Learning about scarlet fever
Scarlet fever is a bacterial infection caused by the streptococcus bacteria. It is an exotoxin of the strep throat virus. It can occur as a result of a strep throat infection, as a result of impetigo, or from another streptococcus infection. Normally, the doctor can determine that the patient has scarlet fever from the existence of the characteristic "scarlet" sandpaper rash, which accompanies the symptoms of the throat infection.
What is scarlet fever caused by?
Normally, strep throat is caused by streptococcus pyogenes. In some cases, an exotoxin is released that causes a mutation of the virus, which then causes scarlet fever. Once a major cause of death, scarlet fever is now easily treated by a 10-day course of antibiotics which will knock the infection out. However, it still has several complications, including rheumatic fever, which can be alarming if your child happens to contract it.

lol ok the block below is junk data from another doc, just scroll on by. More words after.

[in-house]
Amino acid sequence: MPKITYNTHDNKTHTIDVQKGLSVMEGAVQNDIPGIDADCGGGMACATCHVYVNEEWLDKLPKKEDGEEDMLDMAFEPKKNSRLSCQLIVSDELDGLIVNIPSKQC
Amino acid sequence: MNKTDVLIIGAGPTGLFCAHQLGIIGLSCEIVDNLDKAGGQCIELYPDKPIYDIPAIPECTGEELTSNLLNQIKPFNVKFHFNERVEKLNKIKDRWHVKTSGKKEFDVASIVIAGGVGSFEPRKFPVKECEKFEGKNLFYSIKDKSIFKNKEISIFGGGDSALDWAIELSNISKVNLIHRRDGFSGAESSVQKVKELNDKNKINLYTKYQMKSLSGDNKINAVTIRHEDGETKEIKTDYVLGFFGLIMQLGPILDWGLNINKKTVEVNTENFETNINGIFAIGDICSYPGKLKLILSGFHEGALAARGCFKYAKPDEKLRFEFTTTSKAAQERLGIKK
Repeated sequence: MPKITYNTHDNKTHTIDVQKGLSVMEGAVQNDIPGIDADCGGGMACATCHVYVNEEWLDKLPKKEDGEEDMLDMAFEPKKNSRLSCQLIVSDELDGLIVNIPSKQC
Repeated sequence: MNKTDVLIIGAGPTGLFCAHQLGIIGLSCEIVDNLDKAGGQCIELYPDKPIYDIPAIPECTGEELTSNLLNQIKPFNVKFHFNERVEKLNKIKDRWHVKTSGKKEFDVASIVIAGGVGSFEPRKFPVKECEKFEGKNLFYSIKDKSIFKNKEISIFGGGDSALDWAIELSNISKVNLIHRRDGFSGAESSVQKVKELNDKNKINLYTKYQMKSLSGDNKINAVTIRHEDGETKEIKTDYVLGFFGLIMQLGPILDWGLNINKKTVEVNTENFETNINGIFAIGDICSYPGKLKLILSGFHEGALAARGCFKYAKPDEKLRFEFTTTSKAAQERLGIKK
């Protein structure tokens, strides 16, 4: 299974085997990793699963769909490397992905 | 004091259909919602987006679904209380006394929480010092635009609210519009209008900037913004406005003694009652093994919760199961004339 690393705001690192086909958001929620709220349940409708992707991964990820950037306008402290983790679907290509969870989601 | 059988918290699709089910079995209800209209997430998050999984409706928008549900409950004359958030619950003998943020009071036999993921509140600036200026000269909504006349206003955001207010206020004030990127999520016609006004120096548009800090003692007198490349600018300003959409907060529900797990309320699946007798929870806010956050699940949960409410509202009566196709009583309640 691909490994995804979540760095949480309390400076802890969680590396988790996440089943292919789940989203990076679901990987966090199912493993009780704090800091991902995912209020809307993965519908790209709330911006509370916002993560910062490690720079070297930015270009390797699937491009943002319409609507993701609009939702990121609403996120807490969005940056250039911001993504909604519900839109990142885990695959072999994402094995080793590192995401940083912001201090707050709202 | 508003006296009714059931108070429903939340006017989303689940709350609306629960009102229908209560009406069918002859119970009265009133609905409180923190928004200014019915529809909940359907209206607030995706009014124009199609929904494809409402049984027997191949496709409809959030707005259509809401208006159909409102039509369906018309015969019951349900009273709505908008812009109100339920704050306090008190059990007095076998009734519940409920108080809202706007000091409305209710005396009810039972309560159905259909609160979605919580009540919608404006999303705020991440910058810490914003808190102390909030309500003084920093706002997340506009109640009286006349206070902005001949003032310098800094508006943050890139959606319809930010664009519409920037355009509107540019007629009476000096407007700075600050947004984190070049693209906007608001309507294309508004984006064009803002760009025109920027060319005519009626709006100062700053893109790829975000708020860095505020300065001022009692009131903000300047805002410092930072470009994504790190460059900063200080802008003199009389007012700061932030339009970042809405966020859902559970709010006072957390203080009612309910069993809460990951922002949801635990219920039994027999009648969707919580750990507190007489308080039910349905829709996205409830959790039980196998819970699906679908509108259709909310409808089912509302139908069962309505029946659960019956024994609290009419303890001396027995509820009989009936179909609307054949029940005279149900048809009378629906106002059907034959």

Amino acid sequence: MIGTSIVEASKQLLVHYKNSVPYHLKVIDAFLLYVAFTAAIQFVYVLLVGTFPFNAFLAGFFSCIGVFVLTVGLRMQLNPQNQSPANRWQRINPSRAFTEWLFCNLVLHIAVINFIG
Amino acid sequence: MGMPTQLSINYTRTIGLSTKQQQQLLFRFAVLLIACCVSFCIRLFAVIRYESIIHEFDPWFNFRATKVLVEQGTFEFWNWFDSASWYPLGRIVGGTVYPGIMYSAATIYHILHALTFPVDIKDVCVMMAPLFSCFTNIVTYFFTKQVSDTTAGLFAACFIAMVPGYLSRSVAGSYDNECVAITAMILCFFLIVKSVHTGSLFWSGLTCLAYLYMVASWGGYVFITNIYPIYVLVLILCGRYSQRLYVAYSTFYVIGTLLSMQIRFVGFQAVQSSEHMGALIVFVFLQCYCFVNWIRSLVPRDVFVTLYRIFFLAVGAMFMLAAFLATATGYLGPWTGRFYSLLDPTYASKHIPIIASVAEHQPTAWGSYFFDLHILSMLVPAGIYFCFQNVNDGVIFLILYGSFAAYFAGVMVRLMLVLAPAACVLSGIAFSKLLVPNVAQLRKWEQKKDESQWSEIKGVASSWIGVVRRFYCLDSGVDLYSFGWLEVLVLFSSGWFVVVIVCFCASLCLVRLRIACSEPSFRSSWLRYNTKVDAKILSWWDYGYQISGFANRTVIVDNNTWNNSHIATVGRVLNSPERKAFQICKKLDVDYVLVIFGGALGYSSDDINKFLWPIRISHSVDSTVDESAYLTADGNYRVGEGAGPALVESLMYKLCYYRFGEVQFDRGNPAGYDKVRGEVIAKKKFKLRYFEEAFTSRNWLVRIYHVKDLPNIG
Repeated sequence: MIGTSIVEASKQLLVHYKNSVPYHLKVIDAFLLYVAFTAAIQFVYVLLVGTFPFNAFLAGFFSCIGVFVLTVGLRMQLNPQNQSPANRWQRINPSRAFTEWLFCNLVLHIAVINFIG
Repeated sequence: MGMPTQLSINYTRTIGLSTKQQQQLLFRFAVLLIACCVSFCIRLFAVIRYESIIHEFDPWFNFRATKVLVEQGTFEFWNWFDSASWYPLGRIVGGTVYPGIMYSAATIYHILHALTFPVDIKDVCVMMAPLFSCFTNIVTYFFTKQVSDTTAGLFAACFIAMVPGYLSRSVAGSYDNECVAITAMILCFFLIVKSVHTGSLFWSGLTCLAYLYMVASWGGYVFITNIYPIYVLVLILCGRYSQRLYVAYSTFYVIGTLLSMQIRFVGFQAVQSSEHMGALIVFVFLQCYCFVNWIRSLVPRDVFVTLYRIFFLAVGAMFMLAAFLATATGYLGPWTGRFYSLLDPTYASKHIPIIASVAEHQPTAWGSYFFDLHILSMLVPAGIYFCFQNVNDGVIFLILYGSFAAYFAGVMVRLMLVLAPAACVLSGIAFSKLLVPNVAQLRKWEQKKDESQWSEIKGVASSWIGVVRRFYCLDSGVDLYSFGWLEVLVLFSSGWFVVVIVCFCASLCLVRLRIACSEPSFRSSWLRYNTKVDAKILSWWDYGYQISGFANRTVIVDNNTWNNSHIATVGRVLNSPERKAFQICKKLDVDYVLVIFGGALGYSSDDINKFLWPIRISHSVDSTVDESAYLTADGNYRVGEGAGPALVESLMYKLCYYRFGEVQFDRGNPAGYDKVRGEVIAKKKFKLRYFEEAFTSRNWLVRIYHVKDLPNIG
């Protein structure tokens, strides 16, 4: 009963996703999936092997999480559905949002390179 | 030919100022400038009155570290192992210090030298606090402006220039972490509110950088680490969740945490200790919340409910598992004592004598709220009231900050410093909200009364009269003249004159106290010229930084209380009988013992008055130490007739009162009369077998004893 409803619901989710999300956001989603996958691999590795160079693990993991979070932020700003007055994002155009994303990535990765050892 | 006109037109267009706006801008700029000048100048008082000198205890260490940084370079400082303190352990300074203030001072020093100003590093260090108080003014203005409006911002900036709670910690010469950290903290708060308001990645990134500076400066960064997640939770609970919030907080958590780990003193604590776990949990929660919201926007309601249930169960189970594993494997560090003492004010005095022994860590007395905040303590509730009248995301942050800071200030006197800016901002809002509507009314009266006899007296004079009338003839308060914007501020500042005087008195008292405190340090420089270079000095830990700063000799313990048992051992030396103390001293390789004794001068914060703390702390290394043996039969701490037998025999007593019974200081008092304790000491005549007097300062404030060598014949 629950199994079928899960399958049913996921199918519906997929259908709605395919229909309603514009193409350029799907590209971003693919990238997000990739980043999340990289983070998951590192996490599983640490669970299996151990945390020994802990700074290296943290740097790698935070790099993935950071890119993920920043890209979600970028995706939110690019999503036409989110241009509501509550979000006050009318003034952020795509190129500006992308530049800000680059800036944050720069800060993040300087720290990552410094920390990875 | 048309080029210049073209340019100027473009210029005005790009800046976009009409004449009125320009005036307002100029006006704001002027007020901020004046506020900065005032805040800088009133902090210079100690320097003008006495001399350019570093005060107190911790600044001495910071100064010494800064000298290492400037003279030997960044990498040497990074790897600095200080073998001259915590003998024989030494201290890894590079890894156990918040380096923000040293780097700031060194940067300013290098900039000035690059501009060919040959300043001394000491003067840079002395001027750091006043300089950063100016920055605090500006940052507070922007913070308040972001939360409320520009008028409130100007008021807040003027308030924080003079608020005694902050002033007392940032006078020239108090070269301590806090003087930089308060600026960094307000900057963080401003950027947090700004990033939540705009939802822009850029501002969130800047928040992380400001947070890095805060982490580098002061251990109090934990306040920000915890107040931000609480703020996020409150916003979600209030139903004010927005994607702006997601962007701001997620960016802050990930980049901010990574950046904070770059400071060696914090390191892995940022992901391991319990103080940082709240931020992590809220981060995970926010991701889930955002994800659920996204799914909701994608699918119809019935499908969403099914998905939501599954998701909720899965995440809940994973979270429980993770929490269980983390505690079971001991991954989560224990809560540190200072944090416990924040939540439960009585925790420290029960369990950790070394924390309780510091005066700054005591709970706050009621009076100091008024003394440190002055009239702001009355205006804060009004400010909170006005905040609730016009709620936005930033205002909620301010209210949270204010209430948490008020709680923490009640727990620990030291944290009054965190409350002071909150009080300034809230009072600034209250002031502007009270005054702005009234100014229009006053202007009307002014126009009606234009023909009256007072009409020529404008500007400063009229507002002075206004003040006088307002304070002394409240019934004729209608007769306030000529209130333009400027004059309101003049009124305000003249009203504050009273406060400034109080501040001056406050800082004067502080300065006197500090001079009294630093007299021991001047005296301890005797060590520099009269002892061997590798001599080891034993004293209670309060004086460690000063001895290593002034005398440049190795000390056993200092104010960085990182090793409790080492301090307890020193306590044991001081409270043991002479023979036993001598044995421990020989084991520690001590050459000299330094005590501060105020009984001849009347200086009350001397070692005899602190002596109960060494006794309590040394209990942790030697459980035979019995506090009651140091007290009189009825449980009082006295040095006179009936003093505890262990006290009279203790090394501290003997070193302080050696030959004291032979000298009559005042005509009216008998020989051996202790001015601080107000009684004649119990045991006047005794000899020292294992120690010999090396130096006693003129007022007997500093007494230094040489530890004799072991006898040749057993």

Scarlet fever symptoms
Scarlet fever begins like any other strep throat infection. A fever above 101 degrees F, a very sore throat and extreme fatigue may begin the illness. Around the third day, the characteristic rash begins to appear. It is normally bright red and sandpapery, and can have little bumps that may itch. Also, the patient may experience gastrointestinal symptoms like vomiting, nausea, diarrhea, and cramping. Around the fourth or fifth day, the rash will begin to peel and fade. Normally, by that time, the infection is clearing up and by the seventh day, the child will be better and the throat infection will be nearly gone.
Scarlet fever treatment
Because scarlet fever is a bacterial illness, it can be successfully treated with antibiotics, normally a 10-day course of penicillin or another antibiotic. The scarlet fever rash is normally left alone to heal on its own. Plenty of fluids and analgesics can help with the pain of the sore throat and the fever. Occasionally, medical attention will need to be acquired if any complications like difficulty breathing or reoccurrence of symptoms occur. Everyone in the family will need to be tested for scarlet fever as well, to prevent the spread of illness to those at risk.